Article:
HomeStandard PeopleDusty Miller: Horrid Hyper Inflation Hits Harare!

Dusty Miller: Horrid Hyper Inflation Hits Harare!

WE haven’t yet said goodbye here to the Bulawayo trip, but I must re-focus on horrible hyperinflation.


During eight days in Bulawayo, the dearest course encountered was a one-kilo plus export quality fillet, the “Real McCoy”, at the excellent Cattleman for $10,1 billion including starch and vegetables.

A wonderful three course, plus bottomless coffee, set lunch in the grounds of incomparable Nesbitt Castle was $14 billion; breakfasts which would fill you all day at either Holiday Inn or Bulawayo Rainbow were $10,2 billion.

Virtually all hospitality trade inputs rose an average five-fold during my first week back. Learner barmen earn, now, more than the president did six months ago!

From June 1, even a school-leaver entering hospitality without an O-level (in the unlikely event anyone’s hiring!) as toilet cleaner, potato peeler or floor sweeper, pulled $127,45 billion: $65,45 billion basic; $52 billion transport and $10 billion housing allowance: a 1 275% increase on May (when they received 164% pay hikes.) Talks continue on July raises, but meanwhile “bums on seats” are down at least 50%, say restaurant bosses.

When company director Richard Matthews phoned asking how much I thought Sunday lunch at Adrienne’s, Belgravia, would be, I said the last I heard it was about $10 or $12 billion, probably budget $20-25 billion to be safe.

He smsd later, vexed that the bill was $65 billion for each of 13 guests, including a child: bottom line almost a trillion! Adrienne’s was twice voted Best Value for Money Restaurant in Zimbabwe by sister paper The Standard readers. (And probably still is.)

I was stunned at the end of a “quick” Jaipur curry. It was far from quick: rice just wouldn’t boil on reduced Zesa voltage. I’d had mixed Indian starters to kill time (as I love them.) Mutton curry came first sans rice, but with extra naan. “No, no” I protested, “you can’t do curry-and-rice without rice, tut-tut.”

We waited until the owner’s wife cooked some at home, delivering it! I had three, instead of two, lagers due to the delay, then ice-cream.

Not glancing at the menu, having been away a week and thinking the bill would be around $10 billion, I was shocked to be charged $15,6 billion, even after a discount on mains due to the rice snafu!

A sudden June 19 invitation to lunch at Café Ilala, Richard Rennie Galleries, was aborted as owner Gilles Perot’s father died suddenly in France and the family had dashed there, shutting the garden eatery.

I told South African hosts Adrienne’s or Great Wall were the two closest outlets. Chinese it was and, again, we made the mistake of not scanning menus.

A chicken and sweetcorn soup, spring rolls for three, sweet-and-sour pork, Szechwan chicken, beef and mushrooms, egg foo-yong and soft noodles, a beer and two waters cost….wait for it…$186 billion without a tip (say $200 billion with.)

Candidly, we didn’t have that sort of loot: it would take eight visits to the bank, drawing the maximum $25 billion daily, to get $200 billion liquid, without spending a cent. If you started on Monday you could draw sufficient cash by the following week’s Tuesday to buy a supposedly “cheapo” lunch for three! (If you can live nine days on zip!) Ignoring the Catch-22 scenario that by the time you had $200 billion for lunch, it would probably cost $400 billion!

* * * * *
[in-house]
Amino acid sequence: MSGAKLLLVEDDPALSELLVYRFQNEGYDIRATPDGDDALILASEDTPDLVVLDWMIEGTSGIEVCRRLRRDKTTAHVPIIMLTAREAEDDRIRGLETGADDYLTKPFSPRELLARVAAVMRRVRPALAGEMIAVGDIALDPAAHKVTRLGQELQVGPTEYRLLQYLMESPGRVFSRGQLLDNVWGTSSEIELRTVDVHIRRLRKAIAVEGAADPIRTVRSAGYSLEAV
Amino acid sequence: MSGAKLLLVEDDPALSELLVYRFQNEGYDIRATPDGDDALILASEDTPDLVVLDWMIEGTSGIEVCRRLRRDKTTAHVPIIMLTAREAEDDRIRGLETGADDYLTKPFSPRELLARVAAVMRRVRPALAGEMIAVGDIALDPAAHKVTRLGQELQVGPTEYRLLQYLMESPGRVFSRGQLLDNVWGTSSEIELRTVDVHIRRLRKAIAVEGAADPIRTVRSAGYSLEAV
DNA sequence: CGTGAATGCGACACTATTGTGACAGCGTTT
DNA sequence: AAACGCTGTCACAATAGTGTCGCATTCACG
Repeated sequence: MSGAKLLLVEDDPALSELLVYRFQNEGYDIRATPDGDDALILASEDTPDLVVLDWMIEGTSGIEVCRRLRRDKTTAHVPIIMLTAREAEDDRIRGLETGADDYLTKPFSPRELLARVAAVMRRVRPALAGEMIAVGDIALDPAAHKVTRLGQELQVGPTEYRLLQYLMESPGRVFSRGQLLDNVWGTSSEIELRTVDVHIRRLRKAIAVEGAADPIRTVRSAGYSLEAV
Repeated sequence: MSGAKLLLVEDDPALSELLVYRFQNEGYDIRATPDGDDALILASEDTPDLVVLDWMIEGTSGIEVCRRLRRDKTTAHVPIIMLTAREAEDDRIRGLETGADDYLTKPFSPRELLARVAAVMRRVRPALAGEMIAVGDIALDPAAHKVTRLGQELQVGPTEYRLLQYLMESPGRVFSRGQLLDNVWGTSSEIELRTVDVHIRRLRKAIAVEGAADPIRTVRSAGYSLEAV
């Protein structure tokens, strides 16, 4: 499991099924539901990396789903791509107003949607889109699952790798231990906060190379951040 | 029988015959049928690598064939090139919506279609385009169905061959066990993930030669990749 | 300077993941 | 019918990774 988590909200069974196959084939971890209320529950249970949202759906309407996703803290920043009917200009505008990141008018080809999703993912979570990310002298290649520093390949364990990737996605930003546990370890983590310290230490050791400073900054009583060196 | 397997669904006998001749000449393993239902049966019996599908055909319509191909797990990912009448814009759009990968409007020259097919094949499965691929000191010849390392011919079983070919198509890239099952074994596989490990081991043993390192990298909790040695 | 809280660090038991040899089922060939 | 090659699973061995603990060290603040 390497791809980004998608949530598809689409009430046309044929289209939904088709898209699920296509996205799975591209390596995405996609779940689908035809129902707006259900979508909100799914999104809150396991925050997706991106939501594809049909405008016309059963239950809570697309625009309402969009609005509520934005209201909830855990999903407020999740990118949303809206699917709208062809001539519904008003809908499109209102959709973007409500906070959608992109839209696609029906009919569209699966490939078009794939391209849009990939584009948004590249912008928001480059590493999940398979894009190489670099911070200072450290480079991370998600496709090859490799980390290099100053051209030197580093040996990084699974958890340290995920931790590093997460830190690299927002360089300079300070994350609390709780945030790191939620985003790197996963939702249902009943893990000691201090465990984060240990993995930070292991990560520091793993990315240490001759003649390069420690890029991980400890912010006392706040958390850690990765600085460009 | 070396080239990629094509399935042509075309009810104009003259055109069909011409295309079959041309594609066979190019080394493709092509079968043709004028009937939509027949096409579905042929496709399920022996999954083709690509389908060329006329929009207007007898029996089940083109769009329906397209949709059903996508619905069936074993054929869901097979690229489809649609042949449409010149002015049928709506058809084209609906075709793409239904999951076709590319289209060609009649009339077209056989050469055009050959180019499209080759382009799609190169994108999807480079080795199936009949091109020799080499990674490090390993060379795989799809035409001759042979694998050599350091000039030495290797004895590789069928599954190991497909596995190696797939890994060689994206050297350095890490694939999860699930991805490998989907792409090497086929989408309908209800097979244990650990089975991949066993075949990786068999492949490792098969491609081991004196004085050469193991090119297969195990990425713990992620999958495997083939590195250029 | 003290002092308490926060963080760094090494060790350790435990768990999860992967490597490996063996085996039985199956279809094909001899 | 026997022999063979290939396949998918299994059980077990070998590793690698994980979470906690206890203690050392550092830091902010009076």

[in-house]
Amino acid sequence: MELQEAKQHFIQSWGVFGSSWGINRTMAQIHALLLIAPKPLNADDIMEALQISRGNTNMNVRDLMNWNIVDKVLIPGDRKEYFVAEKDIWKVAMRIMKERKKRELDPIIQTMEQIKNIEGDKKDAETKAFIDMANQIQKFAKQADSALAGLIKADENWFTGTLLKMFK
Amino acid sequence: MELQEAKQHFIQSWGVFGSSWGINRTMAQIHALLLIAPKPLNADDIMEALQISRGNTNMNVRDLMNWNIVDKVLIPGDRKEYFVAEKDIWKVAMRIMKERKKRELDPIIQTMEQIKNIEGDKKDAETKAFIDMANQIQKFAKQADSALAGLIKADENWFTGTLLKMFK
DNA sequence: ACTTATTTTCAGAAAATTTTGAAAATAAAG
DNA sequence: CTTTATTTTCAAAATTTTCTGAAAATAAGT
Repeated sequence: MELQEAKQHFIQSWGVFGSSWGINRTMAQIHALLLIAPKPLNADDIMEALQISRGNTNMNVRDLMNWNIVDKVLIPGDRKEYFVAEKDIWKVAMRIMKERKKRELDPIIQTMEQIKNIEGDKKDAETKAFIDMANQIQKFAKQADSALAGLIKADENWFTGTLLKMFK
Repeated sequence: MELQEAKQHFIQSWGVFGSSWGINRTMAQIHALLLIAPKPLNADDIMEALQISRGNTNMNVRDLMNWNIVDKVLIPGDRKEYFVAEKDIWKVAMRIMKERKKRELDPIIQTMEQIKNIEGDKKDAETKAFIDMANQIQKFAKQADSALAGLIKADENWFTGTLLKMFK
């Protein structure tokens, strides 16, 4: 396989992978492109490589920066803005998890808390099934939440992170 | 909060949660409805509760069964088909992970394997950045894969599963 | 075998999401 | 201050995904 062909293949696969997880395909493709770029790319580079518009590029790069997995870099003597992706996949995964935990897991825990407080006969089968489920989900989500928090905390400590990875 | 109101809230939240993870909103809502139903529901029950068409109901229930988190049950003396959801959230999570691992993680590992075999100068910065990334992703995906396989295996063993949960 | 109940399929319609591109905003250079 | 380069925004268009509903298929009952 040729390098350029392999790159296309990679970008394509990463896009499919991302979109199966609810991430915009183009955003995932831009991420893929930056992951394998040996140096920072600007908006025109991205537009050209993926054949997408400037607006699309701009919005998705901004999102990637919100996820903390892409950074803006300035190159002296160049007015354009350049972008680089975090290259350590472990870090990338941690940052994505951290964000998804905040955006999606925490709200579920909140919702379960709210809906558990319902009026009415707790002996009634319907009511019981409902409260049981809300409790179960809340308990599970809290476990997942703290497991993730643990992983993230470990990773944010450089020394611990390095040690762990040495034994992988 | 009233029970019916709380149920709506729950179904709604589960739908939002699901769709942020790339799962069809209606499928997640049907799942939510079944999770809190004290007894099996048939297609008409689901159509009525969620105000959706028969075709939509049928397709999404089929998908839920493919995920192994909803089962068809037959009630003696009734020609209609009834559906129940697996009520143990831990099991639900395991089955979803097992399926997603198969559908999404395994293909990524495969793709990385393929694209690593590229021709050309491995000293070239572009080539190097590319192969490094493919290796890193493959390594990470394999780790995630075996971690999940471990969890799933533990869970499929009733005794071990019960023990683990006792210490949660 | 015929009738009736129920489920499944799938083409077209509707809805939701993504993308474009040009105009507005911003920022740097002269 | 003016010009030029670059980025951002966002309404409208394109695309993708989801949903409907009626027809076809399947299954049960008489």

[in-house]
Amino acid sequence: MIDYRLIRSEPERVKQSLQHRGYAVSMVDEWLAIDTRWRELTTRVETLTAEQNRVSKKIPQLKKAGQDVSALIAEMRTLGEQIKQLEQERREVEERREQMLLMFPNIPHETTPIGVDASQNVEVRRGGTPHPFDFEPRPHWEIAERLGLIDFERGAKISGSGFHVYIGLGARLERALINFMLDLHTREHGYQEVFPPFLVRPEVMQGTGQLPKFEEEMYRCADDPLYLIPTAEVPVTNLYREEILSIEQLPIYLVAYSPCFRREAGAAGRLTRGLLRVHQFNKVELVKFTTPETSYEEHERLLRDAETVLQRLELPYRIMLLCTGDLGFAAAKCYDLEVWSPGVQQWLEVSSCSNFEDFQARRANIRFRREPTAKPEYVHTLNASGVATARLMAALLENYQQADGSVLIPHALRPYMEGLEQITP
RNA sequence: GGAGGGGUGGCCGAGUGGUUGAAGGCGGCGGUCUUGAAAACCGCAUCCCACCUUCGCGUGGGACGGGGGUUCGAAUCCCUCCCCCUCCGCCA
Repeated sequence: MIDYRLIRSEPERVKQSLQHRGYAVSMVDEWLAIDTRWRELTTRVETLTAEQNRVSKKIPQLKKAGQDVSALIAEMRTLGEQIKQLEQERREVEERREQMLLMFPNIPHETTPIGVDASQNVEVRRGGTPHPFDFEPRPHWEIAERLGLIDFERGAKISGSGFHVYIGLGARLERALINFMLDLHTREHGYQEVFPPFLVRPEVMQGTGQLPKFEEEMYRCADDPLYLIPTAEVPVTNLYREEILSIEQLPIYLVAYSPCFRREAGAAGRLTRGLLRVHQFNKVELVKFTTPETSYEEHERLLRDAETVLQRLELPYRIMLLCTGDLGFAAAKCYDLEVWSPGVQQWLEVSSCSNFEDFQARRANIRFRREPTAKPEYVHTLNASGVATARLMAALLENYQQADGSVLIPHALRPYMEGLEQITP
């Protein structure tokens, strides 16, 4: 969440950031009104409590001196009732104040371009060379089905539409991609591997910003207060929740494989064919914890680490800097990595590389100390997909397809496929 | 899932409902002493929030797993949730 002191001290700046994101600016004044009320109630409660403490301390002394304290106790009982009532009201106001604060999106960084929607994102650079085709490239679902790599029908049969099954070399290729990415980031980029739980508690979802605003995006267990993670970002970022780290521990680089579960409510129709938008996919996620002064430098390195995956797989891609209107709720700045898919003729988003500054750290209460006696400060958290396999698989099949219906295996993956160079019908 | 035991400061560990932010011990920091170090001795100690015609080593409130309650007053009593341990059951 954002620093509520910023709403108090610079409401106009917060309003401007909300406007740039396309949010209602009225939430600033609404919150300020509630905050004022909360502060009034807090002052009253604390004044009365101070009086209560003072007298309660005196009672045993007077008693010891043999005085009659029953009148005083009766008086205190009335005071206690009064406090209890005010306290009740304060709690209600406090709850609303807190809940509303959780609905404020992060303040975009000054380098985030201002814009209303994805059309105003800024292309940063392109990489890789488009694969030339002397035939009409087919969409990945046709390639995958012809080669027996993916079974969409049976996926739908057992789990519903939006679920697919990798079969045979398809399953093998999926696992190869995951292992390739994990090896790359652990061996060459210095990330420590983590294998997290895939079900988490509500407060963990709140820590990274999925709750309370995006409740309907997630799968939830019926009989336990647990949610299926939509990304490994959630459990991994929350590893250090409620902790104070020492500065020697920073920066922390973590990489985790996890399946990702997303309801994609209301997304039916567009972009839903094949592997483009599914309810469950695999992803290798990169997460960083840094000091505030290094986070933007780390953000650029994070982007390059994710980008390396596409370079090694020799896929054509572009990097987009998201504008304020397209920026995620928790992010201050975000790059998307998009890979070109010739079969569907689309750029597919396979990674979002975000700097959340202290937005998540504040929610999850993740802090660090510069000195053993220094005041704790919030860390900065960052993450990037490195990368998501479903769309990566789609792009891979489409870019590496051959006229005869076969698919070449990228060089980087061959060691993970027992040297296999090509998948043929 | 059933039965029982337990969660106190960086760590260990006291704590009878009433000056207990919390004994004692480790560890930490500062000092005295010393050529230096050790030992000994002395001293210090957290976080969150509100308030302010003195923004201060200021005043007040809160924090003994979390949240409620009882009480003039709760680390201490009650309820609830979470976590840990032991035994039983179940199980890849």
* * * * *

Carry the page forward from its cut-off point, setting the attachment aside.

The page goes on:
This can’t be serious, I thought!

Explaining our predicament to a charming young oriental lady, speaking little English and no Shona, we opted to pay real money. She settled on US$29. From US$30 we had a stack of Zim dollar change, including a $5 billion “agro” cheque. They would be better called “aggro” cheques: they cause much aggravation!

Now $29 is probably a morning’s minimum pay in the States; it’s about £15: well under three hours’ stipend for a 23-year-old asylum seeker in the UK. How long does it take you to earn – and clear after tax and stoppages —— $186 billion? It would even take the newly plutocratic barman over a month

Incidentally, Chinese soup, a chicken and soft noodles dish, vanilla ice-cream and a lager at Shangri-La, Bulawayo, two weeks earlier was $5,174 billion. I had to take supper very easily as I’d grabbed a wad of red $50 million notes instead of red $500 millions from the mini-safe. A waiter claimed arrogantly I was $1 billion short.

A Chinese lady receptionist (again little fluency in English or SiNdebele) said there was just enough to cover food and a small tip. I told her to forget a bloody tip, due to the server’s attitude (or dishonesty), giving change to a beggar outside!

There is clearly much profiteering happening. I changed my mind about eating at City Bowling Club as the manager was shirty about my describing their tasteless hot-dogs in less than glowing terms, in a column, when they were $1,6 billion. On Friday, they cost $30 billion, burgers $35 billion, omelettes a stratospheric $65 billion; they demanded a preposterous $8 billion for a cuppa!

Moving to Harare Club: grand soup of the day (chicken-and-veg) and toast, huku vindaloo with much rice, good sambals, ice-cream and lemon sauce and bottomless silver pot of great coffee cost $13,25 billion. Caveat emptor!

By Dusty Miller





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